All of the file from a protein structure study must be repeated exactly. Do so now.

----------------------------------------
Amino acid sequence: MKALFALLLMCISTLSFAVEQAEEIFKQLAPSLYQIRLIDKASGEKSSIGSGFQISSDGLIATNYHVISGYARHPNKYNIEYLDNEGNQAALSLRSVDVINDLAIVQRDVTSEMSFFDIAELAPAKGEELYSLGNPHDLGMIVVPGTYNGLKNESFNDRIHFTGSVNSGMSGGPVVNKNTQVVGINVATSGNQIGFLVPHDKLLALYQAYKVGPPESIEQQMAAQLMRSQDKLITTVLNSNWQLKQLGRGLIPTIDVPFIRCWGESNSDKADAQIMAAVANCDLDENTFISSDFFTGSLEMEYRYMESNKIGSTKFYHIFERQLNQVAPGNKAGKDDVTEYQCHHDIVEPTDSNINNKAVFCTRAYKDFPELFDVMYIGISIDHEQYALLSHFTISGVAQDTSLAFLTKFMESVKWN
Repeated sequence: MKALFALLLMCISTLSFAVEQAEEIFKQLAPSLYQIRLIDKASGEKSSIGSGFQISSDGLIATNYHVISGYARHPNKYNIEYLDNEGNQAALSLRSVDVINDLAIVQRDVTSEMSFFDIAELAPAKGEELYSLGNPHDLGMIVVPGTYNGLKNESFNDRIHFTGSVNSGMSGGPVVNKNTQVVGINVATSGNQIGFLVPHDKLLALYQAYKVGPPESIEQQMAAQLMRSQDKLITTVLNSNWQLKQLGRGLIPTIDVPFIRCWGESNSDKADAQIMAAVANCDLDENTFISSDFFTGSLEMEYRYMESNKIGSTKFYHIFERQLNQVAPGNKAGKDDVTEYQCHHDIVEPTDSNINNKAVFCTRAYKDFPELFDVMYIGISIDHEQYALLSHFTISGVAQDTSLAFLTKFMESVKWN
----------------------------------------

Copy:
Amino acid sequence: MKALFALLLMCISTLSFAVEQAEEIFKQLAPSLYQIRLIDKASGEKSSIGSGFQISSDGLIATNYHVISGYARHPNKYNIEYLDNEGNQAALSLRSVDVINDLAIVQRDVTSEMSFFDIAELAPAKGEELYSLGNPHDLGMIVVPGTYNGLKNESFNDRIHFTGSVNSGMSGGPVVNKNTQVVGINVATSGNQIGFLVPHDKLLALYQAYKVGPPESIEQQMAAQLMRSQDKLITTVLNSNWQLKQLGRGLIPTIDVPFIRCWGESNSDKADAQIMAAVANCDLDENTFISSDFFTGSLEMEYRYMESNKIGSTKFYHIFERQLNQVAPGNKAGKDDVTEYQCHHDIVEPTDSNINNKAVFCTRAYKDFPELFDVMYIGISIDHEQYALLSHFTISGVAQDTSLAFLTKFMESVKWN
Repeated sequence: MKALFALLLMCISTLSFAVEQAEEIFKQLAPSLYQIRLIDKASGEKSSIGSGFQISSDGLIATNYHVISGYARHPNKYNIEYLDNEGNQAALSLRSVDVINDLAIVQRDVTSEMSFFDIAELAPAKGEELYSLGNPHDLGMIVVPGTYNGLKNESFNDRIHFTGSVNSGMSGGPVVNKNTQVVGINVATSGNQIGFLVPHDKLLALYQAYKVGPPESIEQQMAAQLMRSQDKLITTVLNSNWQLKQLGRGLIPTIDVPFIRCWGESNSDKADAQIMAAVANCDLDENTFISSDFFTGSLEMEYRYMESNKIGSTKFYHIFERQLNQVAPGNKAGKDDVTEYQCHHDIVEPTDSNINNKAVFCTRAYKDFPELFDVMYIGISIDHEQYALLSHFTISGVAQDTSLAFLTKFMESVKWN